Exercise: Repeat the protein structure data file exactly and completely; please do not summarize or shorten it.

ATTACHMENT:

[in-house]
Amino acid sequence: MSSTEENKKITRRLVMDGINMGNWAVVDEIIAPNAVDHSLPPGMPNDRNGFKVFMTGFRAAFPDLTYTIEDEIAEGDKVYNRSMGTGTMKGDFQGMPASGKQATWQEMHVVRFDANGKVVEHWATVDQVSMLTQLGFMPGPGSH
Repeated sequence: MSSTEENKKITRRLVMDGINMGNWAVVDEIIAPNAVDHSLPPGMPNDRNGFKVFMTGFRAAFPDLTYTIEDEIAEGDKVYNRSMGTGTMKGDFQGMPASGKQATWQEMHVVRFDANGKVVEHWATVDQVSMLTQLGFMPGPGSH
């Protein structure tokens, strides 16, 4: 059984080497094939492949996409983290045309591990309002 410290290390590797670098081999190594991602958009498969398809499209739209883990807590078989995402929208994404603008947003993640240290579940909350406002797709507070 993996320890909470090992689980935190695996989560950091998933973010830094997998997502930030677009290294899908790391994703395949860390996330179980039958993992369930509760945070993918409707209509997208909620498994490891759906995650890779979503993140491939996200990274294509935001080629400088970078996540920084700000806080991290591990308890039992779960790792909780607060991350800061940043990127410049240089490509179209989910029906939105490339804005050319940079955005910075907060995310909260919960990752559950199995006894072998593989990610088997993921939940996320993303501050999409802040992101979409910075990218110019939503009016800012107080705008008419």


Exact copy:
[in-house]
Amino acid sequence: MSSTEENKKITRRLVMDGINMGNWAVVDEIIAPNAVDHSLPPGMPNDRNGFKVFMTGFRAAFPDLTYTIEDEIAEGDKVYNRSMGTGTMKGDFQGMPASGKQATWQEMHVVRFDANGKVVEHWATVDQVSMLTQLGFMPGPGSH
Repeated sequence: MSSTEENKKITRRLVMDGINMGNWAVVDEIIAPNAVDHSLPPGMPNDRNGFKVFMTGFRAAFPDLTYTIEDEIAEGDKVYNRSMGTGTMKGDFQGMPASGKQATWQEMHVVRFDANGKVVEHWATVDQVSMLTQLGFMPGPGSH
């Protein structure tokens, strides 16, 4: 059984080497094939492949996409983290045309591990309002 410290290390590797670098081999190594991602958009498969398809499209739209883990807590078989995402929208994404603008947003993640240290579940909350406002797709507070 993996320890909470090992689980935190695996989560950091998933973010830094997998997502930030677009290294899908790391994703395949860390996330179980039958993992369930509760945070993918409707209509997208909620498994490891759906995650890779979503993140491939996200990274294509935001080629400088970078996540920084700000806080991290591990308890039992779960790792909780607060991350800061940043990127410049240089490509179209989910029906939105490339804005050319940079955005910075907060995310909260919960990752559950199995006894072998593989990610088997993921939940996320993303501050999409802040992101979409910075990218110019939503009016800012107080705008008419």